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No brains, no gain: US patent inventors must be human | Pillsbury – Internet and Social Media Law Blog

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The United States Court of Appeals for the Federal Circuit agreed with the United States Trademark Office (PTO) in holding that artificial intelligence (AI) cannot be considered an “inventor” for the purposes of obtaining patents.

Computer scientist Stephen Thaler has argued that his “DABUS” AI system1 (which he describes as a collection of source code and software or “Creativity Machine”) was illegally denied patents by the PTO in July 2019 for two inventions he generated without his input – a food container and a beacon light. Instead of an inventor’s last name, patent applications indicated that the inventions were generated by artificial intelligence. The PTO rejected the applications on the grounds that they were incomplete because a machine is not considered an “inventor”, who must be a natural person.

The Court ruled that the Patent Act, since 2011, defines an “inventor” as a person or persons who invented or discovered the subject matter of the invention. Although the Patent Act does not define the individual, the Court relied on the interpretation of the United States Supreme Court and the dictionary definition of “individual” as a person or human being . Additionally, the three-judge panel acknowledged that the Patent Act uses the personal pronouns “himself” and “herself,” rather than “herself,” as further evidence that Congress failed to intends to allow non-human inventors. The Court also noted that its decision is supported by its own case law that neither corporations nor sovereigns can be “inventors” under the Patent Act.

The Court goes on to reject Thaler’s arguments that the term “whoever” in many provisions of the Patent Act is not persuasive evidence that the “inventor” includes AI. The provision stating that “anyone” who discovers something can obtain a patent for that discovery, is subject to the requirements for obtaining that patent, including the definition of “inventor” which unambiguously excludes AI. Moreover, the use of “anyone” to describe entities and corporations that infringe patents has no bearing on whether non-humans can also be “inventors” of patents.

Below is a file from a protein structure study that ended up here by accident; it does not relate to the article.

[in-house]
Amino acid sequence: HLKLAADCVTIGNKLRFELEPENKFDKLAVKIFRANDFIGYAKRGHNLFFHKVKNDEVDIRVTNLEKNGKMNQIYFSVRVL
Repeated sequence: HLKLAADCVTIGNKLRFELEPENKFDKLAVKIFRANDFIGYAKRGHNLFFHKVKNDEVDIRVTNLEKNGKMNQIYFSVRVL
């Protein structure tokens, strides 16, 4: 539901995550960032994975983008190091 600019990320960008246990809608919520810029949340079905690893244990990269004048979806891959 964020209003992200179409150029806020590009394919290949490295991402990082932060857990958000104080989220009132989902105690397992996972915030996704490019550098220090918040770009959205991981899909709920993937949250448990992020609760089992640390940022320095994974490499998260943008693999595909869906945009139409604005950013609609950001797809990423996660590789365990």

The Court noted that the Thaler case is a simple matter of statutory interpretation that begins and ends with the ordinary meaning of the text, which clearly means “inventor” to refer to a human individual. For this reason, the panel rejected Thaler’s public policy argument that patenting AI-generated inventions promotes innovation. However, it should be noted that the Court left unanswered the question of whether inventions made by man with the assistance of AI are eligible for patent protection.

This decision is just one of many, since Thaler has filed its DABUS patent application in several countries around the world. The US Court of Appeal’s decision is consistent with what UK, Australian and European patent officials have concluded. Thaler’s only victory to date comes from a South African court which granted a patent with DABUS as the inventor.

Thaler is also testing US copyright standards in a court case against the US Copyright Office for denying a copyright claim for AI-generated digital artwork generated by its AI system, Creativity Machine. The lawsuit filed in June alleges that the Copyright Office unlawfully denied the request on the grounds that the work “lacks the human authorship necessary to support a copyright claim.”

BloombergLaw reports that Thaler plans to appeal the decision on the patent to the High Court. Businesses and lawyers should continue to monitor developments as the future of intellectual property protection for AI-generated products unfolds.

1 “DABUS” stands for “Device for Autonomous Booting of Unified Sensitivity”.

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